Journal Entry

Water and Plastic
sat 6 Sept 2008

the kale, surrounded by irises

In an effort to keep the kale alive in my poor little garden, I've been watering every day for the past month. It's a royal pain. Since we don't have a hose, I have to fill up a big watering can in the kitchen sink and then carry it around the peninsula, through the porch room and then water the plants in the garden. Six times every morning. ugh.

My mom was saying that no matter how much they water their garden, it's only after a rain that the vegetables actually perk up and start happily growing. She said something about the goodness that is rain and I agreed with her, having noticed the same thing.

But, thinking about it, I believe it's less about the goodness that is rain and more about the badness that is our running water. Bare minimum, we've got chlorine and fluoride in our drinking water, both poisons. And whatever is in the pipes, or peeling off the pipes between the treatment plant and our home.

And then you've got all the junk that the water treatment plant can't filter out or kill. The hormones and poisons that have run off from our factory farms. The antidepressents, diet pills, cholesterol drugs and etc that we give ourselves are getting "recycled" in our water supply.

The plants in our gardens are probably all "Are you trying to kill us?! Jeez!"

Of course, all of this jacked up water wanders its way down to the ocean. But today I'm not talking about the dead zones we've made. Today I'm talking about plastic.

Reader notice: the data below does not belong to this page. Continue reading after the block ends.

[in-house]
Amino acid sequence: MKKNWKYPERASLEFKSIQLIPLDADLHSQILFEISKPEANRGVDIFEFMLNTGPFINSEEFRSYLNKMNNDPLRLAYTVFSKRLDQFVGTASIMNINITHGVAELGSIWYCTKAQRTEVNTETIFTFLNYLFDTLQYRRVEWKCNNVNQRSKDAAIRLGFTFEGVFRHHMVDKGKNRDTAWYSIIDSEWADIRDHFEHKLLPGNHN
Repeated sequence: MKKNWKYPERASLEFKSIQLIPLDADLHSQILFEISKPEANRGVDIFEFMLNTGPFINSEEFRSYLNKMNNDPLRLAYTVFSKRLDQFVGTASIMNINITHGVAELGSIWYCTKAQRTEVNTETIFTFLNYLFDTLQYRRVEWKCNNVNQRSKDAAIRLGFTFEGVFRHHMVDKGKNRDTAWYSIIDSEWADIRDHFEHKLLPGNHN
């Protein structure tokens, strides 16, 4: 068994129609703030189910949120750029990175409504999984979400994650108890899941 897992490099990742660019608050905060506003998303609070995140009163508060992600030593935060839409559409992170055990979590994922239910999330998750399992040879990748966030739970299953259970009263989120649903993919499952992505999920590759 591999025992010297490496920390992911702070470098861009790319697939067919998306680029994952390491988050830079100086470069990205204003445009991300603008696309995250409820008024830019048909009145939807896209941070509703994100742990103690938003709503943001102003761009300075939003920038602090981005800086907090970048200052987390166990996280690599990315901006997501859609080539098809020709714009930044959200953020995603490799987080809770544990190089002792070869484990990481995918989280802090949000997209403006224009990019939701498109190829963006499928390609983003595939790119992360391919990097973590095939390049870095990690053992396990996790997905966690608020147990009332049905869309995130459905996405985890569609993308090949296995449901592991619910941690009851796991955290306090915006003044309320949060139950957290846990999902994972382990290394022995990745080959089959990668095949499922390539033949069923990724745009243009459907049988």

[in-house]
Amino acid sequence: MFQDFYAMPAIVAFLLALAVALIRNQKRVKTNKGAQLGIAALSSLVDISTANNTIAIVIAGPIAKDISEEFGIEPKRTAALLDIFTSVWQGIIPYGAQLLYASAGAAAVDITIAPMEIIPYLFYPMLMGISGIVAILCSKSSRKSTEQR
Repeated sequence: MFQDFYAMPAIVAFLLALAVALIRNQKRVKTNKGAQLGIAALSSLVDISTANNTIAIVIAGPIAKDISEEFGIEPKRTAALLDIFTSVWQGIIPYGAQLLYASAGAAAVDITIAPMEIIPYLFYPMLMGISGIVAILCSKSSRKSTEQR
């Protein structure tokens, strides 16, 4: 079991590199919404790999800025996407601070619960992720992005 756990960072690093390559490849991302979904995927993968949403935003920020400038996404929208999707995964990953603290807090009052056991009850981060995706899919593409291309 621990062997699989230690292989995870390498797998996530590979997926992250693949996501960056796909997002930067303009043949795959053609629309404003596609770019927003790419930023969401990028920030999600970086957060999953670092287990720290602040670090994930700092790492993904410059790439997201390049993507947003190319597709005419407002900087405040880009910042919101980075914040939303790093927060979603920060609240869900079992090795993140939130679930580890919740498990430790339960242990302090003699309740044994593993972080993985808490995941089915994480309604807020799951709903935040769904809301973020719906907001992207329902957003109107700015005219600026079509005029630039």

Plastic never goes away. It just breaks down into smaller bits of plastic. And then it blows away, floats down in the river, ends up in the ocean.

An area of floating plastic trash was discovered in 1997 by Capt. Charles Moore in the North Pacific Gyre. He estimated the floating plastic vortex was about the size of Texas.

Today, the floating plastic trash has split in two areas. It's the size of two continental United States.

oh, the plastic is not just floating out there. It's busy poisoning and killing marine animals. Plastic leaks out the chemicals we put in it (to change it's physical properties) but it also soaks up "oily" toxins from the environment.

And marine animals eat the plastic. Because it looks like food. Because there is nothing else to eat? There is more plastic than plankton in the gyres.

The animals choke on the plastic. Or they starve to death, full of plastic. Or they get sick from the toxins, and get eaten by someone else. Plastic and the toxins it carries is in _Every_ living being in the ocean.

Oh, and guess what? We feed fish meal, aka ground up fishes, to the domesticated animals in our factory farms. So there's plastic and its toxins in the dead animals and dairy you eat. On top of the poisons we feed them on purpose.

  You can avoid the plastic in your diet by going vegan!

  Recycle! All plastics except #6 (styrofoam) can be put into the recycling bin. Avoid styrofoam like the plague. Do not throw electronics away, take them to a recycling center.

  When you have a choice, don't choose plastic.

Plastic is in everything, and it is too late to clean up our oceans. But there is no reason to contribute to the problem, especially where easy solutions exist... Like reusable shopping bags.

Trashed: Across the Pacific Ocean, Plastics, Plastics, Everywhere by Capt. Charles Moore
The story of the discovery of the Texas-sized "eastern garbage patch" in 1997.

The world's rubbish dump: a garbage tip that stretches from Hawaii to Japan
Today, the plastic patch in the North Pacific Gyre has split and covers an area equal to two continental United States.

Algalita Marine Research Foundation
Set up by Capt. Moore to study our plastic problems. Dang, check out the photo gallery.

2008.09.11 A Local Plastic Update

One of our local grocery stores has decided to discontinue plastic bags! It's the second store to do so in our city, after Trader Joe's. Yay, Market of Choice!

Newspaper Article: Grocery drops the question: Itís paper only

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